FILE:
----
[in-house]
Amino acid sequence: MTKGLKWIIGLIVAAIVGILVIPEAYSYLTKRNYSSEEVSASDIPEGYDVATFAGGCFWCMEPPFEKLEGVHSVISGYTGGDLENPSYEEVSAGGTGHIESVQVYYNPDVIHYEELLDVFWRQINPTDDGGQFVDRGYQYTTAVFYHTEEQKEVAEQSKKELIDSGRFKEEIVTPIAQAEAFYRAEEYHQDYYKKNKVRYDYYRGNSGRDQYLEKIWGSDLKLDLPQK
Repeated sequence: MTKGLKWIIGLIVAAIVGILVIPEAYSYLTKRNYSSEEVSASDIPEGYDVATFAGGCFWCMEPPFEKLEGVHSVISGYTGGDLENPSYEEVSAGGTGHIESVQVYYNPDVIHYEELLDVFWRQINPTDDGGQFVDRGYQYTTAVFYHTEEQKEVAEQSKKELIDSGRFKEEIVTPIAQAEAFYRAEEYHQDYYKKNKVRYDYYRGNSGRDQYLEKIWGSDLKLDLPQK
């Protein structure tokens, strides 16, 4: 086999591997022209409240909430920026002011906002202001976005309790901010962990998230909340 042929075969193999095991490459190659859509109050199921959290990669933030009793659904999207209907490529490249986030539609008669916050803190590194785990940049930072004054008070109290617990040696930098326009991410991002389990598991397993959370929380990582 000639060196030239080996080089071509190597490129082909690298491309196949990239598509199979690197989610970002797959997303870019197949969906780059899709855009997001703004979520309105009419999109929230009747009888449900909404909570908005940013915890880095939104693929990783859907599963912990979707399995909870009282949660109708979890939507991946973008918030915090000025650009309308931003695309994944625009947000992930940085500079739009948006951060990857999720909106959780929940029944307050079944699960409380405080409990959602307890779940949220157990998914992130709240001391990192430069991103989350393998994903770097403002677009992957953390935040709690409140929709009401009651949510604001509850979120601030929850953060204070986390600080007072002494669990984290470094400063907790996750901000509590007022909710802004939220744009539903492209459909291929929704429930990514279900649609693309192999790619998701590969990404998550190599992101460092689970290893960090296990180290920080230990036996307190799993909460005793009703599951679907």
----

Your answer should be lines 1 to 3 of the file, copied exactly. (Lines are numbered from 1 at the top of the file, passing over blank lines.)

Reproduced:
[in-house]
Amino acid sequence: MTKGLKWIIGLIVAAIVGILVIPEAYSYLTKRNYSSEEVSASDIPEGYDVATFAGGCFWCMEPPFEKLEGVHSVISGYTGGDLENPSYEEVSAGGTGHIESVQVYYNPDVIHYEELLDVFWRQINPTDDGGQFVDRGYQYTTAVFYHTEEQKEVAEQSKKELIDSGRFKEEIVTPIAQAEAFYRAEEYHQDYYKKNKVRYDYYRGNSGRDQYLEKIWGSDLKLDLPQK
Repeated sequence: MTKGLKWIIGLIVAAIVGILVIPEAYSYLTKRNYSSEEVSASDIPEGYDVATFAGGCFWCMEPPFEKLEGVHSVISGYTGGDLENPSYEEVSAGGTGHIESVQVYYNPDVIHYEELLDVFWRQINPTDDGGQFVDRGYQYTTAVFYHTEEQKEVAEQSKKELIDSGRFKEEIVTPIAQAEAFYRAEEYHQDYYKKNKVRYDYYRGNSGRDQYLEKIWGSDLKLDLPQK